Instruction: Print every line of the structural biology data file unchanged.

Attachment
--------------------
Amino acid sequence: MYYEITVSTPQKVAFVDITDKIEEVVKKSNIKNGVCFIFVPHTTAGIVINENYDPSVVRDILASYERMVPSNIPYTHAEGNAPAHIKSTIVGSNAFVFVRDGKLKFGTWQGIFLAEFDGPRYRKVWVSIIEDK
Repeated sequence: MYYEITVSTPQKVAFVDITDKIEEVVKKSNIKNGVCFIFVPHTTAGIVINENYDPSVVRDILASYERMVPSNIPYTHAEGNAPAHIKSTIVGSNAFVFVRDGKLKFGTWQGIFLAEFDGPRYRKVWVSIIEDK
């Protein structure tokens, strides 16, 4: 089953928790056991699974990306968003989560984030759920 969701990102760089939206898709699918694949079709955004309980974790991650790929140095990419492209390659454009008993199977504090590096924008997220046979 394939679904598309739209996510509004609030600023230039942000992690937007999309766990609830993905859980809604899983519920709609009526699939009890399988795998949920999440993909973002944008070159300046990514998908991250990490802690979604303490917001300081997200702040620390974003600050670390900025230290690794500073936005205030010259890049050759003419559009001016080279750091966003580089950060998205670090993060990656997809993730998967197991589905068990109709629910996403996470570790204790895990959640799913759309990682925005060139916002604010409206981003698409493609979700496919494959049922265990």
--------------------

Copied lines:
Amino acid sequence: MYYEITVSTPQKVAFVDITDKIEEVVKKSNIKNGVCFIFVPHTTAGIVINENYDPSVVRDILASYERMVPSNIPYTHAEGNAPAHIKSTIVGSNAFVFVRDGKLKFGTWQGIFLAEFDGPRYRKVWVSIIEDK
Repeated sequence: MYYEITVSTPQKVAFVDITDKIEEVVKKSNIKNGVCFIFVPHTTAGIVINENYDPSVVRDILASYERMVPSNIPYTHAEGNAPAHIKSTIVGSNAFVFVRDGKLKFGTWQGIFLAEFDGPRYRKVWVSIIEDK
């Protein structure tokens, strides 16, 4: 089953928790056991699974990306968003989560984030759920 969701990102760089939206898709699918694949079709955004309980974790991650790929140095990419492209390659454009008993199977504090590096924008997220046979 394939679904598309739209996510509004609030600023230039942000992690937007999309766990609830993905859980809604899983519920709609009526699939009890399988795998949920999440993909973002944008070159300046990514998908991250990490802690979604303490917001300081997200702040620390974003600050670390900025230290690794500073936005205030010259890049050759003419559009001016080279750091966003580089950060998205670090993060990656997809993730998967197991589905068990109709629910996403996470570790204790895990959640799913759309990682925005060139916002604010409206981003698409493609979700496919494959049922265990």